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Drugs. 1991 Sep;42(3):511-39.

Benazepril. A review of its pharmacodynamic and pharmacokinetic properties, and therapeutic efficacy in hypertension and congestive heart failure.

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Adis International Limited, Auckland, New Zealand.


Benazepril is a nonsulfhydryl ACE inhibitor prodrug, which is converted in vivo to its active form, benazeprilat. Data from clinical studies have indicated that benazepril 5 to 80 mg (usually 10 to 20 mg), administered as a single daily dose, effectively decreases blood pressure in patients with mild to moderately severe hypertension. In a small number of comparative studies, the anti-hypertensive efficacy of benazepril appeared to be at least equivalent to that of captopril, enalapril, hydrochlorothiazide, nifedipine, nitrendipine or propranolol at usual therapeutic doses. Combinations of benazepril and hydrochlorothiazide or nifedipine achieved a greater lowering of blood pressure than benazepril alone, and this approach may be suitable for patients with more severe hypertension. Benazepril is reported to have beneficial effects on various indices of cardiac function and to improve clinical symptoms and exercise capacity in patients with congestive heart failure. The tolerability of benazepril in clinical trials has been very good, with an incidence of adverse effects similar to that observed in placebo recipients. Thus, benazepril appears to be an effective alternative to other members of its class for the management of hypertension, and further studies will accurately define its usefulness in congestive heart failure.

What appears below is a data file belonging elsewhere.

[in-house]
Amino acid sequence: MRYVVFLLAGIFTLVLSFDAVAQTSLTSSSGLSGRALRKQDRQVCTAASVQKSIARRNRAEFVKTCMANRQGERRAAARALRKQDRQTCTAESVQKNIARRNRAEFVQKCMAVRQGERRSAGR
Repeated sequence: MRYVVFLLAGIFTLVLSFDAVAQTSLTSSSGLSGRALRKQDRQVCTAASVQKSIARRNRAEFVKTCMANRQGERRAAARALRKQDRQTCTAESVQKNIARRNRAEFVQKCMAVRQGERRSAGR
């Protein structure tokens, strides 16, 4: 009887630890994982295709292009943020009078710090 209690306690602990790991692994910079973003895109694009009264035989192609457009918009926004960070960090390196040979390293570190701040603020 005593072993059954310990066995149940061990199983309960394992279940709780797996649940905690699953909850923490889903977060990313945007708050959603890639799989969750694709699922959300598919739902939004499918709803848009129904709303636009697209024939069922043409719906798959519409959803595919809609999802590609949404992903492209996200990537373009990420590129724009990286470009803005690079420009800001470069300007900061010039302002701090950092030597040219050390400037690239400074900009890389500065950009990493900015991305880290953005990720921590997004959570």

[Indexed for MEDLINE]

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